The Good Life Get-Together: Homesteading Workshops

A few country fields on the back roads of upstate New York, a selection of skilled homesteading instructors and hundreds of eager participants.


| May/June 1984



Homesteading Pruning

John Rexelman gives fruit tree students some pruning tips.


NORM LEE/MOTHER EARTH NEWS STAFF

"Two-thirds of the people who attempted homesteading back in the 60's and 70's failed, for lack of skills and lack of community support." Norm Lee spoke those words, and he should know . . . because he came very close to being one of those failed back-to-the-landers. He and his wife Sherrie moved onto a few undeveloped acres in upstate New York in November of 1976. Soon after their arrival, that area was hit with its worst winter in decades, Sherrie lost her job (the couple's sole steady source of income), and Norm nearly died of the flu.

Both Lees now admit that their plunge into homesteading was a bit rough ("We don't recommend that anyone go through what we did," Norm says), but in spite of their misfortunes, they were able to stick it out. After the pair pulled through that first winter, they decided they should help combat the isolation that had increased their own troubles by organizing an annual festival for homesteaders. As a by-product of that project, they also created a small networking periodical, the Homesteaders News. And through Norm's and Sherrie's zealous efforts, both the magazine (a home-typed and hand-lettered 64-page journal) and the yearly Good Life Get-Together have evolved.

Norm and Sherrie preach and practice a simple homesteading lifestyle. They reside in a one-room geodesic cabin they built with 2 X 6's and five-pointed ("Starplate" brand) connectors . . . grow most of the food for their vegetarian diet in a raised-bed, backhoe-dug garden . . . and enjoy the secret of "not wanting more than earning will buy" (i.e., they live on little cash). Their real work, though, is to build a network of homesteaders—as their magazine puts it, to help others learn "how to live simply and sanely in a troubled world"—and the annual climax of those labors occurs every July at the Good Life Get-Together. (The event's title reflects the couple's deep admiration for Helen and the late Scott Nearing, the famed twentieth-century homesteaders who wrote a series of books about the "Good Life".)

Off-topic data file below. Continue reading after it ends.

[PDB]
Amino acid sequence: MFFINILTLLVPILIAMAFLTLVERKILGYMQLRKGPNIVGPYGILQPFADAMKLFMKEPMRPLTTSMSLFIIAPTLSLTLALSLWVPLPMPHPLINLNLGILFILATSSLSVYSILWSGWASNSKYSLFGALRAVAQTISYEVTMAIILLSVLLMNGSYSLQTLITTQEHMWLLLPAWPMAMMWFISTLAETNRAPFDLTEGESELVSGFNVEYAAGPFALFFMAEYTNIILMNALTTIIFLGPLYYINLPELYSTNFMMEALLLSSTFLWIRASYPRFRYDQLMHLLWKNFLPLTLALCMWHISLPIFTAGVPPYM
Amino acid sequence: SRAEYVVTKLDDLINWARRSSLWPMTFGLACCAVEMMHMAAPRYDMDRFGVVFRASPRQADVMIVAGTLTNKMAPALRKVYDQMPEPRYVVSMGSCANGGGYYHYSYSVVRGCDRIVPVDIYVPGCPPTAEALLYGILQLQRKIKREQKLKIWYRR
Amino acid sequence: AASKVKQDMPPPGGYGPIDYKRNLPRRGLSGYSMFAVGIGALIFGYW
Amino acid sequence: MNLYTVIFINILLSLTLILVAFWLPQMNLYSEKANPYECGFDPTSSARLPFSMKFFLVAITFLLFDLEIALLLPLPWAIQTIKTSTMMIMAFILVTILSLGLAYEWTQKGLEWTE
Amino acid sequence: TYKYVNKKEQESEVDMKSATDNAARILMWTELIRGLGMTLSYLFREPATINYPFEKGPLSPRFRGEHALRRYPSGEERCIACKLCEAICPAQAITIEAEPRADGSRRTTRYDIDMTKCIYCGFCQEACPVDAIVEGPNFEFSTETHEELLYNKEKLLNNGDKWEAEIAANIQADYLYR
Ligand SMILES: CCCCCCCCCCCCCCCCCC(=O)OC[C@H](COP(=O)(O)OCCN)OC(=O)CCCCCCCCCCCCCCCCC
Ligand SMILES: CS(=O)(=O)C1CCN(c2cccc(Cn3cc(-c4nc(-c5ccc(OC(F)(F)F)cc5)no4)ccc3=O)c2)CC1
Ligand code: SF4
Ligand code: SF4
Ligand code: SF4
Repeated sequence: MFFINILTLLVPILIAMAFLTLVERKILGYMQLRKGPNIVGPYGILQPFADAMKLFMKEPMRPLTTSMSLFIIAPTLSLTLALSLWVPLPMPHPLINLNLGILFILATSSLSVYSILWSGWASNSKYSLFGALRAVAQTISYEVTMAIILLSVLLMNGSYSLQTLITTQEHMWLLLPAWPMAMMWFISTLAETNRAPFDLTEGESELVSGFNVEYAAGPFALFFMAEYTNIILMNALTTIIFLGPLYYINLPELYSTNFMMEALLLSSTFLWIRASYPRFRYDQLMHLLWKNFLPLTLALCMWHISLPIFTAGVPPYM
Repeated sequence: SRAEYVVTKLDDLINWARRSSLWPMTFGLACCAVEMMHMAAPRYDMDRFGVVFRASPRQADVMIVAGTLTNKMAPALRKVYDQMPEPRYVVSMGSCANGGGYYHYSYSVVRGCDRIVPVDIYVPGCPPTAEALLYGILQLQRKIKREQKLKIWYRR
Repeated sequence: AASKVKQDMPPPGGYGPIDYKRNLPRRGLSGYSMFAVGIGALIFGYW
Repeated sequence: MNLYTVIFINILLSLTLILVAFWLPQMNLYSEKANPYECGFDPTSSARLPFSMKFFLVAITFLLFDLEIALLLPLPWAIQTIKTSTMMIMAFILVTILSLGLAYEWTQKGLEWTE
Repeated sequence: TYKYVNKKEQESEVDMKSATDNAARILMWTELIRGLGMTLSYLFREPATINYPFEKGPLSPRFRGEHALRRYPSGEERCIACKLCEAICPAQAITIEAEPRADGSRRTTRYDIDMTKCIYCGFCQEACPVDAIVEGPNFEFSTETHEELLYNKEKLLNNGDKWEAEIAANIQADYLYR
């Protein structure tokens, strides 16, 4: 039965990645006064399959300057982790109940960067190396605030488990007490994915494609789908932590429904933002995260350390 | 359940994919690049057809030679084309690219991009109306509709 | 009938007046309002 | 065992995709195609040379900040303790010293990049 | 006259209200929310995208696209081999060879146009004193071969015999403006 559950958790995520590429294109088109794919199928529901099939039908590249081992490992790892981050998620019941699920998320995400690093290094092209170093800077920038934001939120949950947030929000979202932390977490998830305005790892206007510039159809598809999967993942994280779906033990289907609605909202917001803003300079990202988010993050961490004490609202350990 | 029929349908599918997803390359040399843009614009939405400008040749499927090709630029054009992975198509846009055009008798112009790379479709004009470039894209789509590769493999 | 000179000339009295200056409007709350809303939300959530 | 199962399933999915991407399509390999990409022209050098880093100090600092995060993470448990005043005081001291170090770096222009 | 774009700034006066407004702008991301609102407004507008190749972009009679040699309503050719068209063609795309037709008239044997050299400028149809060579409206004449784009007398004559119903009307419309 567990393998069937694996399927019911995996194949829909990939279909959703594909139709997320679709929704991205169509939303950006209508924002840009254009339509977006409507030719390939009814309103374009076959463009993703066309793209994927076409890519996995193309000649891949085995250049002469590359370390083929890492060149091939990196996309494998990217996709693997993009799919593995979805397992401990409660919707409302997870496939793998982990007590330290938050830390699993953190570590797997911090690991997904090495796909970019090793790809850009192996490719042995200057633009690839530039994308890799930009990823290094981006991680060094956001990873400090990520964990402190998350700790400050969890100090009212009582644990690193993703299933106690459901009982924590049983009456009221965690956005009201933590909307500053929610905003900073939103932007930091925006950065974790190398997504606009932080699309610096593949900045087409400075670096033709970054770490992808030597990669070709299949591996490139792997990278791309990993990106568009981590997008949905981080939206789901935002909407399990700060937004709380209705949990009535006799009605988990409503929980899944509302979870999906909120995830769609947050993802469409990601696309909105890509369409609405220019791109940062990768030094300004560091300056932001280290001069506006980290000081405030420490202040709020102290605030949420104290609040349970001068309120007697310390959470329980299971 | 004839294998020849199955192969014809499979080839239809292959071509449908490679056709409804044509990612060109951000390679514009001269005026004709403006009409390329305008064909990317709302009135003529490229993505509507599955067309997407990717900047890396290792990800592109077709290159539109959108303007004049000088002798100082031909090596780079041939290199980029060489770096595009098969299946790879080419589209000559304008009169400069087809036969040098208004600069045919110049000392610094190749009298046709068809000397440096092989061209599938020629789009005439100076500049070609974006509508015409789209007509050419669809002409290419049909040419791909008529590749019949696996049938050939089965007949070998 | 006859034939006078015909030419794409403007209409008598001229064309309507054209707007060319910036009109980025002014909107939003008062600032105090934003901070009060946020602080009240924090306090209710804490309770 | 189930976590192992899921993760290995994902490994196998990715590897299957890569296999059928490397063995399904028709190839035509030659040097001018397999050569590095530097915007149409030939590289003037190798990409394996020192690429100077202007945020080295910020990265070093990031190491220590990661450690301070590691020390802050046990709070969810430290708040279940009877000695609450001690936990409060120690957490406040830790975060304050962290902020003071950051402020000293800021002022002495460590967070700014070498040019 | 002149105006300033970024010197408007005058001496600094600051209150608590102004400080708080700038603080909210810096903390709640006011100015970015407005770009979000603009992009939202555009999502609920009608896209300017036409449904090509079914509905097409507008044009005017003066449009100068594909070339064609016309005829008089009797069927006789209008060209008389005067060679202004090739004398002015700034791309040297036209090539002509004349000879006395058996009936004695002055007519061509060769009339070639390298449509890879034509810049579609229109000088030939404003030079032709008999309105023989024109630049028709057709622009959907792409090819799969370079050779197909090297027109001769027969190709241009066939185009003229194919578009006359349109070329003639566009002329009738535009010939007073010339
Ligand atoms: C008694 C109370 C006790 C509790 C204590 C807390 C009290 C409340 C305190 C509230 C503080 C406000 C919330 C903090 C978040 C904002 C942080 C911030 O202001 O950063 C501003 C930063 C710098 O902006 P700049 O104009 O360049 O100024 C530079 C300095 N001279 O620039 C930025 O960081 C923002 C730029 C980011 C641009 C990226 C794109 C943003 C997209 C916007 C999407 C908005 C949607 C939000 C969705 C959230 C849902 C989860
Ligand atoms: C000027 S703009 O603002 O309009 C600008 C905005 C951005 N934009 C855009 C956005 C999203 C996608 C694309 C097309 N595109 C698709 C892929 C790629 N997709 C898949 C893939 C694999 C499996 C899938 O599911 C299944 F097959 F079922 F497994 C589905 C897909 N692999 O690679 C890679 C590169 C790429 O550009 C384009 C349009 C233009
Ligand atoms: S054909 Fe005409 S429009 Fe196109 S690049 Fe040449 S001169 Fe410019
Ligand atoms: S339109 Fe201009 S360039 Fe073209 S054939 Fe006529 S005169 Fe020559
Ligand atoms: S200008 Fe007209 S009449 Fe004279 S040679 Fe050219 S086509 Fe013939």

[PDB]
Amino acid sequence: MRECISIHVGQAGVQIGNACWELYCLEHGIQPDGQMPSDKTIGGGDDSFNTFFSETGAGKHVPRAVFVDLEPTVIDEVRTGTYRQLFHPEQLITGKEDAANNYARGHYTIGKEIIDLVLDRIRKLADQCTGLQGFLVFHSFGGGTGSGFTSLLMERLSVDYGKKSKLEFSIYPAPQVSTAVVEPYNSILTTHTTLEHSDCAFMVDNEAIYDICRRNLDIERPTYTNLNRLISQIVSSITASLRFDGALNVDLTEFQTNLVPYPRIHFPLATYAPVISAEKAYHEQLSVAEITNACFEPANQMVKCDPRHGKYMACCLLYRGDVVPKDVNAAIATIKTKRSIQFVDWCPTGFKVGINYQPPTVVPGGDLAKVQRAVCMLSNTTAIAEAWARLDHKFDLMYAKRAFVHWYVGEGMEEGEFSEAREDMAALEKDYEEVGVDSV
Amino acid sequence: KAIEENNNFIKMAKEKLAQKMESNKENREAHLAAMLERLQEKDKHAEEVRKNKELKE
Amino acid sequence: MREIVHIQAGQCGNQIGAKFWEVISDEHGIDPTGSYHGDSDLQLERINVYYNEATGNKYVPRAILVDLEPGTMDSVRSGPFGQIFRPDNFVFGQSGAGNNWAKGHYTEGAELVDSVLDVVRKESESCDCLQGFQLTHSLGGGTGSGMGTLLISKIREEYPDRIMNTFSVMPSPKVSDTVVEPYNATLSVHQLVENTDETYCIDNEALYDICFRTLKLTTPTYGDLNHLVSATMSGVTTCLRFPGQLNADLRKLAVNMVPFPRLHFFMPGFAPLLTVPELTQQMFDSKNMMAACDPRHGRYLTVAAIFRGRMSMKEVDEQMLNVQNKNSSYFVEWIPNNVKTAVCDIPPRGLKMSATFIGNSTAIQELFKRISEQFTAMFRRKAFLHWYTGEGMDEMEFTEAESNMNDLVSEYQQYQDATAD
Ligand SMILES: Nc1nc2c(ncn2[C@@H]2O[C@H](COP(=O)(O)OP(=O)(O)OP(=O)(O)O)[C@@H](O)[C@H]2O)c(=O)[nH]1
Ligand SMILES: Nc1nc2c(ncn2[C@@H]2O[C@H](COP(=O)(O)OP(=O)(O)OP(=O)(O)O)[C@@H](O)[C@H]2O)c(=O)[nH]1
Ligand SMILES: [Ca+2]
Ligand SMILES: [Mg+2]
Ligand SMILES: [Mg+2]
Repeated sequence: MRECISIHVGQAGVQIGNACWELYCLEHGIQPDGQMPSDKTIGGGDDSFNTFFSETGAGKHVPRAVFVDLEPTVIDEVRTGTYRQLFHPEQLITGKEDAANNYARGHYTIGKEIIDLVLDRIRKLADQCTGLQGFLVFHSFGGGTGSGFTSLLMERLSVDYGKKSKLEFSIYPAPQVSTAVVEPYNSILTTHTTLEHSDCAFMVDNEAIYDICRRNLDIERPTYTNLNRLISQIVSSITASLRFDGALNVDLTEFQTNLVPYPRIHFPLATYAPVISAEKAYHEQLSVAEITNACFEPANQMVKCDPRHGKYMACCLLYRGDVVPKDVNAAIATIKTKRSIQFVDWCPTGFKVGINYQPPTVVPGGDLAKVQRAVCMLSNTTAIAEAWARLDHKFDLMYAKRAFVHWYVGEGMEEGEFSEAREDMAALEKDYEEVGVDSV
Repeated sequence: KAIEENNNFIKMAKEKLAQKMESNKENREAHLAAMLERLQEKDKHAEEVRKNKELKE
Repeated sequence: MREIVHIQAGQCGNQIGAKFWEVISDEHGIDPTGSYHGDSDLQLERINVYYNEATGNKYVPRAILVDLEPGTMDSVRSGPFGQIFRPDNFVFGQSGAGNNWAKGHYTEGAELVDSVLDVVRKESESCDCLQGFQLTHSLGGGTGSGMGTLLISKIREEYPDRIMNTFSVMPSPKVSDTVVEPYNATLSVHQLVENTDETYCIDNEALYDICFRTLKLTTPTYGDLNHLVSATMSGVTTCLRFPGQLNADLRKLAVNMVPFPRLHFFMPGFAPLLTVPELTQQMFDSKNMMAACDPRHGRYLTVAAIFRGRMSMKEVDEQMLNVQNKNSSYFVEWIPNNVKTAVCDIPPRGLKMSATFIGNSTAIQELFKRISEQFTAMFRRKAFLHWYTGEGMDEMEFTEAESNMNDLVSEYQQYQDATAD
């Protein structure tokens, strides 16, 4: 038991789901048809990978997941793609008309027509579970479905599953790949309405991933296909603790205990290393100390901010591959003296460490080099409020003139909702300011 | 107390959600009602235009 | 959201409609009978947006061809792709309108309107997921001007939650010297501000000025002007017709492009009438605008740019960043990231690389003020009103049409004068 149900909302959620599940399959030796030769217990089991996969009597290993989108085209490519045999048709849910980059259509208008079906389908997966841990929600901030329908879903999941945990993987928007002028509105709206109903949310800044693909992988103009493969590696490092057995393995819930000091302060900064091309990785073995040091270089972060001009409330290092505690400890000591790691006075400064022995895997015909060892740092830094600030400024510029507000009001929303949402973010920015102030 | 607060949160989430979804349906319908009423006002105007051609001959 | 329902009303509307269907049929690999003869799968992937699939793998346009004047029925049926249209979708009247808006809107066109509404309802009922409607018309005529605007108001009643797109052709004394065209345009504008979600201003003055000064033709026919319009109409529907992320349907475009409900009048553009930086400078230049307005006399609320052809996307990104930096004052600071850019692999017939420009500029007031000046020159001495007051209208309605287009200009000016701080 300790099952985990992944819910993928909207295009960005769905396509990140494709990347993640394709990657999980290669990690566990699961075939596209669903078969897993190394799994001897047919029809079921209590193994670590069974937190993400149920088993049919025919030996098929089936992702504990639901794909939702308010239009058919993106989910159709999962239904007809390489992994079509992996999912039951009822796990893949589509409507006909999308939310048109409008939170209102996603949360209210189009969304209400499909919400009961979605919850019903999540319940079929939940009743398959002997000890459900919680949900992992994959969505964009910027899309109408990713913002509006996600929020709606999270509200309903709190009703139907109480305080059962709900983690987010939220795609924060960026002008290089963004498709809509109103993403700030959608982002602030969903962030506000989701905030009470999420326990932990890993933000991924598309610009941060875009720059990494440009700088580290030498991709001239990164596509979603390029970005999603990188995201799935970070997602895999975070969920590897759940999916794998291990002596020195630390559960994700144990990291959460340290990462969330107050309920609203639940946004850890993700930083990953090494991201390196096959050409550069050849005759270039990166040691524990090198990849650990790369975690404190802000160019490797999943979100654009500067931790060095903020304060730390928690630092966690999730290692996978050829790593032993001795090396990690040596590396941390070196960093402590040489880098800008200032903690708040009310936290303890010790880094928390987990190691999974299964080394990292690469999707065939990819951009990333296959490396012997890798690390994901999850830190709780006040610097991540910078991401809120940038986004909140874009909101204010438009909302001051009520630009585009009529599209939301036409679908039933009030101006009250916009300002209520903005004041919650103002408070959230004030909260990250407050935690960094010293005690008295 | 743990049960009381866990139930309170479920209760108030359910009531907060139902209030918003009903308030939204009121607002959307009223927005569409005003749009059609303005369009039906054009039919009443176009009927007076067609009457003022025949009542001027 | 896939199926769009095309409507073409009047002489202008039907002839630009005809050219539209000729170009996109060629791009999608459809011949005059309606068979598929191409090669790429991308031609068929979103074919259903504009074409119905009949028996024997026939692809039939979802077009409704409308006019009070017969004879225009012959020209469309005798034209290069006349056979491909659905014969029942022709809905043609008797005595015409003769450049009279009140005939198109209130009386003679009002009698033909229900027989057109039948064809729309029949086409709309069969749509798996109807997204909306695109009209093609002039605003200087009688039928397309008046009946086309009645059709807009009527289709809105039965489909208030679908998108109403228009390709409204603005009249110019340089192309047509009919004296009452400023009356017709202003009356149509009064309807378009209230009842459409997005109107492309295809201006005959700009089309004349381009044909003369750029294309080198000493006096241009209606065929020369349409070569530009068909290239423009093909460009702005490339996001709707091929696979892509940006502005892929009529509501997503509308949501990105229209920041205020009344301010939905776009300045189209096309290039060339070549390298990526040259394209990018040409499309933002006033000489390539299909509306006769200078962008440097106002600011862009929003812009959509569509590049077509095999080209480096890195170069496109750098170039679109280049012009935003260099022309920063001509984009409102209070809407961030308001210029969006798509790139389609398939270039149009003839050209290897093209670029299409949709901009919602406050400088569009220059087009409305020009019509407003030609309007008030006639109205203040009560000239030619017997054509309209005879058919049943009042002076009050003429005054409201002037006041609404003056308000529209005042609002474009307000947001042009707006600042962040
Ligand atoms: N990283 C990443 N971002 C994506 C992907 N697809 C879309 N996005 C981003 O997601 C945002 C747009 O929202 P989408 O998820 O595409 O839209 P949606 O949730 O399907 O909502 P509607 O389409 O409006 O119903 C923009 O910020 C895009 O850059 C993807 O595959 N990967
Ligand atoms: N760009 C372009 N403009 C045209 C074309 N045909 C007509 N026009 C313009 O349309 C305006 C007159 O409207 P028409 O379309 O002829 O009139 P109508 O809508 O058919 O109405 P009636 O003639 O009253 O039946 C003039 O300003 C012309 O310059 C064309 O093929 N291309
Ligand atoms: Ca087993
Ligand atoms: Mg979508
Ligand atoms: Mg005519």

One MOTHER EARTH NEWS staffer, Pat Stone, took his family to last summer's festival (the sixth) in Naples, New York and found it to be an enjoyable, worthwhile, and stimulating event. The setting was plain (almost Spartan): The primitive camping consisted of privies, one double sink, and a chilly shower. But that rarely dimmed the enthusiasm of the well-qualified instructors, whose ranks included Plowboy interviewees John Holt and Andrew Saul. Likewise, the dedication of the more than 200 participants was just as clearly felt as the friendly atmosphere of the opening night's country dance.

In between that Wednesday shindig and the closing circle on the following Saturday were three activity-filled days of workshops. The material covered in these sessions included beginning welding . . . beekeeping ... hydroelectricity ... calligraphy ... working a horse . . . pole barn construction . . . cooking natural foods . . . home schooling . . . winemaking . . . dry stone wall construction . . . home health care . . . cheese making . . . mail-order home business . . . wind power . . . organic-food gardening . . . and more. Each day offered three two-hour workshop sessions, and that schedule was repeated throughout the week, so by the end of Saturday everyone attending had had six hours of concentrated instruction in each of the three main subject areas.

And while there's nothing like delving into a topic for three sessions to make you realize you can't learn everything about anything in six hours—particularly when so many of the workshops tried to combine "book learning" with a bit of hands-on experience—most of the sessions seemed to do a good job of imparting knowledge. The MOTHER EARTH NEWS staffer certainly enjoyed the three workshops he attended: Dennis Lamoureux's Passive Solar Design ("It takes an open design and a lot of thermal mass to make a good solar house. After all, you have to absorb three times the heat you need during the day, since you get sunshine for only eight hours but need to heat the house for 24.") ... John Rezelman's Fruit Trees ("You want to prune branches to thin the tree and to let light in . . . enough, say, so a robin could fly all through the tree and not touch it with his wings."), and Andrew Saul's Practical Nutrition ("People need vitamins today more than they did in biblical times, because their lives and environments are more stressful. In a way, you feel New York City even up here in Naples.").





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